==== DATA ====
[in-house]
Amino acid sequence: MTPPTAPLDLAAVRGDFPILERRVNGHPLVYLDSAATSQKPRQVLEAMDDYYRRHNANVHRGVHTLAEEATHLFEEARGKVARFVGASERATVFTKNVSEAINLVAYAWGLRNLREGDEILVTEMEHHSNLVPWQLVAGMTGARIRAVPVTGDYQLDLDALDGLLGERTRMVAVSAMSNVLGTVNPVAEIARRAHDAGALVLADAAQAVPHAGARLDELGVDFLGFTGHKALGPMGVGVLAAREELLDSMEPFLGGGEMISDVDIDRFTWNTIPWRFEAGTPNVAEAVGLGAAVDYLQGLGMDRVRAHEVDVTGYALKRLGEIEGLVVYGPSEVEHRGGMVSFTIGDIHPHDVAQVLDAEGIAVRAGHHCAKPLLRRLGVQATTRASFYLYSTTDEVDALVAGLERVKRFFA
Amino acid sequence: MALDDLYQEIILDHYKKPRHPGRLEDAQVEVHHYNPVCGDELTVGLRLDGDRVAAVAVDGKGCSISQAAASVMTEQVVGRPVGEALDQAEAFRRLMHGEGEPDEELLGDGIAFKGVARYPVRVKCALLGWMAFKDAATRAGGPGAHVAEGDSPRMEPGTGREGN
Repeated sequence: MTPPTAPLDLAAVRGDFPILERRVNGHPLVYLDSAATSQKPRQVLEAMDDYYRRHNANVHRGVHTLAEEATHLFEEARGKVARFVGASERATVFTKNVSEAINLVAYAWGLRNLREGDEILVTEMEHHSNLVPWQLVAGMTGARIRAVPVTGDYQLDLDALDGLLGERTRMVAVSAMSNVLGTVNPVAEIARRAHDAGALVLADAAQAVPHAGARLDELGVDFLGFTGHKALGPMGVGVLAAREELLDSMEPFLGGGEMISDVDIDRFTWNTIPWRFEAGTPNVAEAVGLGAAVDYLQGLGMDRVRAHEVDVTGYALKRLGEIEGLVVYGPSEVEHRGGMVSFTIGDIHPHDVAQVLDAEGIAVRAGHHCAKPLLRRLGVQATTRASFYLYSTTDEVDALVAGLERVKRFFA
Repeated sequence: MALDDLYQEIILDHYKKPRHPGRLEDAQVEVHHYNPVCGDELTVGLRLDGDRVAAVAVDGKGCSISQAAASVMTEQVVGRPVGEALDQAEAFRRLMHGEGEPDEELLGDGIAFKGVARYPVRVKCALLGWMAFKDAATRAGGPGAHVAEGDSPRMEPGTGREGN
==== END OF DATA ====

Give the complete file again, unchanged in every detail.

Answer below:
[in-house]
Amino acid sequence: MTPPTAPLDLAAVRGDFPILERRVNGHPLVYLDSAATSQKPRQVLEAMDDYYRRHNANVHRGVHTLAEEATHLFEEARGKVARFVGASERATVFTKNVSEAINLVAYAWGLRNLREGDEILVTEMEHHSNLVPWQLVAGMTGARIRAVPVTGDYQLDLDALDGLLGERTRMVAVSAMSNVLGTVNPVAEIARRAHDAGALVLADAAQAVPHAGARLDELGVDFLGFTGHKALGPMGVGVLAAREELLDSMEPFLGGGEMISDVDIDRFTWNTIPWRFEAGTPNVAEAVGLGAAVDYLQGLGMDRVRAHEVDVTGYALKRLGEIEGLVVYGPSEVEHRGGMVSFTIGDIHPHDVAQVLDAEGIAVRAGHHCAKPLLRRLGVQATTRASFYLYSTTDEVDALVAGLERVKRFFA
Amino acid sequence: MALDDLYQEIILDHYKKPRHPGRLEDAQVEVHHYNPVCGDELTVGLRLDGDRVAAVAVDGKGCSISQAAASVMTEQVVGRPVGEALDQAEAFRRLMHGEGEPDEELLGDGIAFKGVARYPVRVKCALLGWMAFKDAATRAGGPGAHVAEGDSPRMEPGTGREGN
Repeated sequence: MTPPTAPLDLAAVRGDFPILERRVNGHPLVYLDSAATSQKPRQVLEAMDDYYRRHNANVHRGVHTLAEEATHLFEEARGKVARFVGASERATVFTKNVSEAINLVAYAWGLRNLREGDEILVTEMEHHSNLVPWQLVAGMTGARIRAVPVTGDYQLDLDALDGLLGERTRMVAVSAMSNVLGTVNPVAEIARRAHDAGALVLADAAQAVPHAGARLDELGVDFLGFTGHKALGPMGVGVLAAREELLDSMEPFLGGGEMISDVDIDRFTWNTIPWRFEAGTPNVAEAVGLGAAVDYLQGLGMDRVRAHEVDVTGYALKRLGEIEGLVVYGPSEVEHRGGMVSFTIGDIHPHDVAQVLDAEGIAVRAGHHCAKPLLRRLGVQATTRASFYLYSTTDEVDALVAGLERVKRFFA
Repeated sequence: MALDDLYQEIILDHYKKPRHPGRLEDAQVEVHHYNPVCGDELTVGLRLDGDRVAAVAVDGKGCSISQAAASVMTEQVVGRPVGEALDQAEAFRRLMHGEGEPDEELLGDGIAFKGVARYPVRVKCALLGWMAFKDAATRAGGPGAHVAEGDSPRMEPGTGREGN